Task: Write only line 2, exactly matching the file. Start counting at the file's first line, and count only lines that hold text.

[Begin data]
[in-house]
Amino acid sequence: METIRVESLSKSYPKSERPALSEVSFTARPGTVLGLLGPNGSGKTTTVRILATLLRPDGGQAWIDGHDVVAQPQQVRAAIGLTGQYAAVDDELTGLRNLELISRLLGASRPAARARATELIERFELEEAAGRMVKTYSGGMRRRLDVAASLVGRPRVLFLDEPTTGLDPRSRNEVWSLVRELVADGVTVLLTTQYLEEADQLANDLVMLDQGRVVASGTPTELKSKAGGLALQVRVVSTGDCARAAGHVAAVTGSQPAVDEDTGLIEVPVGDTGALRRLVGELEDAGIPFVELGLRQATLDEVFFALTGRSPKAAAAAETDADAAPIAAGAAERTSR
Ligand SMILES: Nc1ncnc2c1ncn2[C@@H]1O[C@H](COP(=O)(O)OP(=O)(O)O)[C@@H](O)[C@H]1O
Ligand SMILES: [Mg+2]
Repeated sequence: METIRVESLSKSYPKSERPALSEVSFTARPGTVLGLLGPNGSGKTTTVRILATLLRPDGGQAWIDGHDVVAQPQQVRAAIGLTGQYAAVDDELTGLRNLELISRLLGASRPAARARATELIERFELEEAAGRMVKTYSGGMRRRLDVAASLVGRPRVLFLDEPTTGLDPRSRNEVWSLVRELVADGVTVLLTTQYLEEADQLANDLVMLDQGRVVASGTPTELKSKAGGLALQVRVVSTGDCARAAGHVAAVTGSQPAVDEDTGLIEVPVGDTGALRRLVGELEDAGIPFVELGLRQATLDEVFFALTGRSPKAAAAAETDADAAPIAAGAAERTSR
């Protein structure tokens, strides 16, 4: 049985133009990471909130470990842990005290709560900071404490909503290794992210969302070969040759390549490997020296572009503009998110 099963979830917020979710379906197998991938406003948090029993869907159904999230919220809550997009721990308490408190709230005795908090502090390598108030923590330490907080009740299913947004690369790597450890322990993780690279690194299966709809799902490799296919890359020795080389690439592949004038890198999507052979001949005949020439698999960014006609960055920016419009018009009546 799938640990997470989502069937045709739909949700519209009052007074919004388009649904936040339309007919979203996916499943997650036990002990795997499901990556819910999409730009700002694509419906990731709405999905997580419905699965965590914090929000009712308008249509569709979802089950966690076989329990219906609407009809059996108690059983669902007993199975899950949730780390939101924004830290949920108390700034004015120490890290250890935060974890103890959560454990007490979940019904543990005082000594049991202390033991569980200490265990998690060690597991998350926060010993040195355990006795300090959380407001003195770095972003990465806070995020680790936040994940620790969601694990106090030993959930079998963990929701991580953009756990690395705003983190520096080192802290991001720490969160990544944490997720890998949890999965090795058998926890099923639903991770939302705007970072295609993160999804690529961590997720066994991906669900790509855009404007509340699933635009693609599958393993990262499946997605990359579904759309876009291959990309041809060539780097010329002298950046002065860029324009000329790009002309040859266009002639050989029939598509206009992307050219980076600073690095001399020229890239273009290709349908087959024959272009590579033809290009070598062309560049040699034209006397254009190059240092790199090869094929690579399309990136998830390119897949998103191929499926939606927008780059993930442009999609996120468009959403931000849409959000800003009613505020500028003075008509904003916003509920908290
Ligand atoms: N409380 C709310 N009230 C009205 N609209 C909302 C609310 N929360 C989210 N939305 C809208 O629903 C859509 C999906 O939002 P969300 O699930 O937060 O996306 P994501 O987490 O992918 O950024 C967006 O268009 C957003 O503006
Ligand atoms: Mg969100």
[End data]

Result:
Amino acid sequence: METIRVESLSKSYPKSERPALSEVSFTARPGTVLGLLGPNGSGKTTTVRILATLLRPDGGQAWIDGHDVVAQPQQVRAAIGLTGQYAAVDDELTGLRNLELISRLLGASRPAARARATELIERFELEEAAGRMVKTYSGGMRRRLDVAASLVGRPRVLFLDEPTTGLDPRSRNEVWSLVRELVADGVTVLLTTQYLEEADQLANDLVMLDQGRVVASGTPTELKSKAGGLALQVRVVSTGDCARAAGHVAAVTGSQPAVDEDTGLIEVPVGDTGALRRLVGELEDAGIPFVELGLRQATLDEVFFALTGRSPKAAAAAETDADAAPIAAGAAERTSR